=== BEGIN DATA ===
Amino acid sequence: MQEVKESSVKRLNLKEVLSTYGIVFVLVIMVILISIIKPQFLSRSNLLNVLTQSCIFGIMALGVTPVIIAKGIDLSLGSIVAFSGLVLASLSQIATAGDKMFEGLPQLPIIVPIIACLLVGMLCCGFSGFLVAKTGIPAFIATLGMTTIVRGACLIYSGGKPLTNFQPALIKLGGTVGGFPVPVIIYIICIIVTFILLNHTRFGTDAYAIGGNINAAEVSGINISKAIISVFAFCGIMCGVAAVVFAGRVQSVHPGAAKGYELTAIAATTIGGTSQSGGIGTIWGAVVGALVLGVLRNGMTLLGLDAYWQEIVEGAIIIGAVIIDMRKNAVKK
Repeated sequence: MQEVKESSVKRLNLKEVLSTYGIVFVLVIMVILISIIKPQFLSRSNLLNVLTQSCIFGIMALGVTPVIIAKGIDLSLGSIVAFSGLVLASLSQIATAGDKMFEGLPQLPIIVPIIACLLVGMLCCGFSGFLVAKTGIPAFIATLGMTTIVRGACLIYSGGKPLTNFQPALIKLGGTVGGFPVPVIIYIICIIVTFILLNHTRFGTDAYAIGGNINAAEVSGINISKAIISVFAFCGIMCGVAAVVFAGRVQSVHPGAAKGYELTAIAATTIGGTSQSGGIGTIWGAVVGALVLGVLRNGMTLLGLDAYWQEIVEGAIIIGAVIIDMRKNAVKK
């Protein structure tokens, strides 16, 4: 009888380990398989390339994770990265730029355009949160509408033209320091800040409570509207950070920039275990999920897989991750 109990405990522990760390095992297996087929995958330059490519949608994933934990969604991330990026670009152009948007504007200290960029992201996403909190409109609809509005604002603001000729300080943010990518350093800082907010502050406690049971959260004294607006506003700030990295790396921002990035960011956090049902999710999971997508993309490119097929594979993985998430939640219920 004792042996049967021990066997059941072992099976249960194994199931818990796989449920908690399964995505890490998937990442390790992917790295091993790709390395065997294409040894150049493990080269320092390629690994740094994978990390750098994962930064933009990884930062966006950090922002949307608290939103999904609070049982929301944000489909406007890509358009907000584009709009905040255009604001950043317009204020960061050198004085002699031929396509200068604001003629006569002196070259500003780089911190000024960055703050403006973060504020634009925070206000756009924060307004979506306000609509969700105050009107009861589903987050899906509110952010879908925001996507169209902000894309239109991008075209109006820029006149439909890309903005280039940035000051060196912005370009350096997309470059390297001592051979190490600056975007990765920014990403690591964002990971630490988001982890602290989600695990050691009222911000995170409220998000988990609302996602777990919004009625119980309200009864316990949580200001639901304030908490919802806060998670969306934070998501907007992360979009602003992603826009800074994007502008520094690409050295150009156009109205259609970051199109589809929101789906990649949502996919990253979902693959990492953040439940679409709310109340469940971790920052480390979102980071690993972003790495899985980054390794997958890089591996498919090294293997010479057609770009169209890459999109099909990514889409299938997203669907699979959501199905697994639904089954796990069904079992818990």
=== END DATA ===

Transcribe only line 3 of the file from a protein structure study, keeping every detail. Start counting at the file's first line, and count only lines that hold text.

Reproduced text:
């Protein structure tokens, strides 16, 4: 009888380990398989390339994770990265730029355009949160509408033209320091800040409570509207950070920039275990999920897989991750 109990405990522990760390095992297996087929995958330059490519949608994933934990969604991330990026670009152009948007504007200290960029992201996403909190409109609809509005604002603001000729300080943010990518350093800082907010502050406690049971959260004294607006506003700030990295790396921002990035960011956090049902999710999971997508993309490119097929594979993985998430939640219920 004792042996049967021990066997059941072992099976249960194994199931818990796989449920908690399964995505890490998937990442390790992917790295091993790709390395065997294409040894150049493990080269320092390629690994740094994978990390750098994962930064933009990884930062966006950090922002949307608290939103999904609070049982929301944000489909406007890509358009907000584009709009905040255009604001950043317009204020960061050198004085002699031929396509200068604001003629006569002196070259500003780089911190000024960055703050403006973060504020634009925070206000756009924060307004979506306000609509969700105050009107009861589903987050899906509110952010879908925001996507169209902000894309239109991008075209109006820029006149439909890309903005280039940035000051060196912005370009350096997309470059390297001592051979190490600056975007990765920014990403690591964002990971630490988001982890602290989600695990050691009222911000995170409220998000988990609302996602777990919004009625119980309200009864316990949580200001639901304030908490919802806060998670969306934070998501907007992360979009602003992603826009800074994007502008520094690409050295150009156009109205259609970051199109589809929101789906990649949502996919990253979902693959990492953040439940679409709310109340469940971790920052480390979102980071690993972003790495899985980054390794997958890089591996498919090294293997010479057609770009169209890459999109099909990514889409299938997203669907699979959501199905697994639904089954796990069904079992818990």